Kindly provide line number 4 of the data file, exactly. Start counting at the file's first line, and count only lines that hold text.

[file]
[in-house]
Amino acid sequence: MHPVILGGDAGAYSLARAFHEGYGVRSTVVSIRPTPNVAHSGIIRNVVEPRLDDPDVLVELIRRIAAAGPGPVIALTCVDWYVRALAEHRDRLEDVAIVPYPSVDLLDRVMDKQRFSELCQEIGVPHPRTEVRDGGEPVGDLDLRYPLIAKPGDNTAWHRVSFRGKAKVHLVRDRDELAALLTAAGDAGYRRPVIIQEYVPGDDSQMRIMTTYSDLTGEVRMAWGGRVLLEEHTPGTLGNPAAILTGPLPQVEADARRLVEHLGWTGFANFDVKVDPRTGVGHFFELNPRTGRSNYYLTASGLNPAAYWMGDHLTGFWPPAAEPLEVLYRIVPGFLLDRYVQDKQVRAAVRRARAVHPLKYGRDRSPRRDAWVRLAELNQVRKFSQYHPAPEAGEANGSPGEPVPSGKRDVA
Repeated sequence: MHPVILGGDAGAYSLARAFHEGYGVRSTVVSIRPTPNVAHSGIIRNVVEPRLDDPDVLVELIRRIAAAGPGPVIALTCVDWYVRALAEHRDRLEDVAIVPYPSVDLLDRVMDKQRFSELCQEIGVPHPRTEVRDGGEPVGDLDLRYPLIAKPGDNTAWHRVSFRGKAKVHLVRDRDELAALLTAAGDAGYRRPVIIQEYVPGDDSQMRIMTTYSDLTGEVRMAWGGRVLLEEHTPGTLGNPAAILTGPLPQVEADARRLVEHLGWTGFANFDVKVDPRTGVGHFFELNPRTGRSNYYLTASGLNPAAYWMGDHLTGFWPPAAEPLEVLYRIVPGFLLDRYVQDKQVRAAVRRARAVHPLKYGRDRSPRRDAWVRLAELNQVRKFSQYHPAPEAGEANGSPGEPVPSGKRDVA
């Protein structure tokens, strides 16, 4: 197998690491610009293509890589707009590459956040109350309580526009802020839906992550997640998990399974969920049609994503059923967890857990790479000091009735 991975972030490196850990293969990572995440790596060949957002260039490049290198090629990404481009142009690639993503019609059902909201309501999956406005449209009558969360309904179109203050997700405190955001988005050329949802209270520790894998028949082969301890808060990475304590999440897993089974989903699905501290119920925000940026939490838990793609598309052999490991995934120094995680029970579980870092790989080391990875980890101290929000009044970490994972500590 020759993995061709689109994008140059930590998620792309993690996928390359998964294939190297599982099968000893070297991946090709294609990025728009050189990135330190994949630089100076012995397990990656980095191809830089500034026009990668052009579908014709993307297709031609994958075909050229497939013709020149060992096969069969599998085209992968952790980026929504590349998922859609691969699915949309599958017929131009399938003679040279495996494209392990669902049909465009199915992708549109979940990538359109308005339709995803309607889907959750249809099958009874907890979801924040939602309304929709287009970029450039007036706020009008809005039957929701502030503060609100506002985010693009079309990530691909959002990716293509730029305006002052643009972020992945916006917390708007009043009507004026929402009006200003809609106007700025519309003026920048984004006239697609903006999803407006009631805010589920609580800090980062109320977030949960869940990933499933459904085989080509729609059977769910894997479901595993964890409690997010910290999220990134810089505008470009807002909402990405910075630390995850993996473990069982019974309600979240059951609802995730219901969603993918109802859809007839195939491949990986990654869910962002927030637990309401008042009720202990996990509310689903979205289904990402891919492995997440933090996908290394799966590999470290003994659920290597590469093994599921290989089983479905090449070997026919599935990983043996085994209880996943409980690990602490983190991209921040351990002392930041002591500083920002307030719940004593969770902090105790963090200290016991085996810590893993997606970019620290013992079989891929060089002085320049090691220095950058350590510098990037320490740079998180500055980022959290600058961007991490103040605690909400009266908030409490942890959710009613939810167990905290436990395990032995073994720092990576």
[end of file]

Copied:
């Protein structure tokens, strides 16, 4: 197998690491610009293509890589707009590459956040109350309580526009802020839906992550997640998990399974969920049609994503059923967890857990790479000091009735 991975972030490196850990293969990572995440790596060949957002260039490049290198090629990404481009142009690639993503019609059902909201309501999956406005449209009558969360309904179109203050997700405190955001988005050329949802209270520790894998028949082969301890808060990475304590999440897993089974989903699905501290119920925000940026939490838990793609598309052999490991995934120094995680029970579980870092790989080391990875980890101290929000009044970490994972500590 020759993995061709689109994008140059930590998620792309993690996928390359998964294939190297599982099968000893070297991946090709294609990025728009050189990135330190994949630089100076012995397990990656980095191809830089500034026009990668052009579908014709993307297709031609994958075909050229497939013709020149060992096969069969599998085209992968952790980026929504590349998922859609691969699915949309599958017929131009399938003679040279495996494209392990669902049909465009199915992708549109979940990538359109308005339709995803309607889907959750249809099958009874907890979801924040939602309304929709287009970029450039007036706020009008809005039957929701502030503060609100506002985010693009079309990530691909959002990716293509730029305006002052643009972020992945916006917390708007009043009507004026929402009006200003809609106007700025519309003026920048984004006239697609903006999803407006009631805010589920609580800090980062109320977030949960869940990933499933459904085989080509729609059977769910894997479901595993964890409690997010910290999220990134810089505008470009807002909402990405910075630390995850993996473990069982019974309600979240059951609802995730219901969603993918109802859809007839195939491949990986990654869910962002927030637990309401008042009720202990996990509310689903979205289904990402891919492995997440933090996908290394799966590999470290003994659920290597590469093994599921290989089983479905090449070997026919599935990983043996085994209880996943409980690990602490983190991209921040351990002392930041002591500083920002307030719940004593969770902090105790963090200290016991085996810590893993997606970019620290013992079989891929060089002085320049090691220095950058350590510098990037320490740079998180500055980022959290600058961007991490103040605690909400009266908030409490942890959710009613939810167990905290436990395990032995073994720092990576």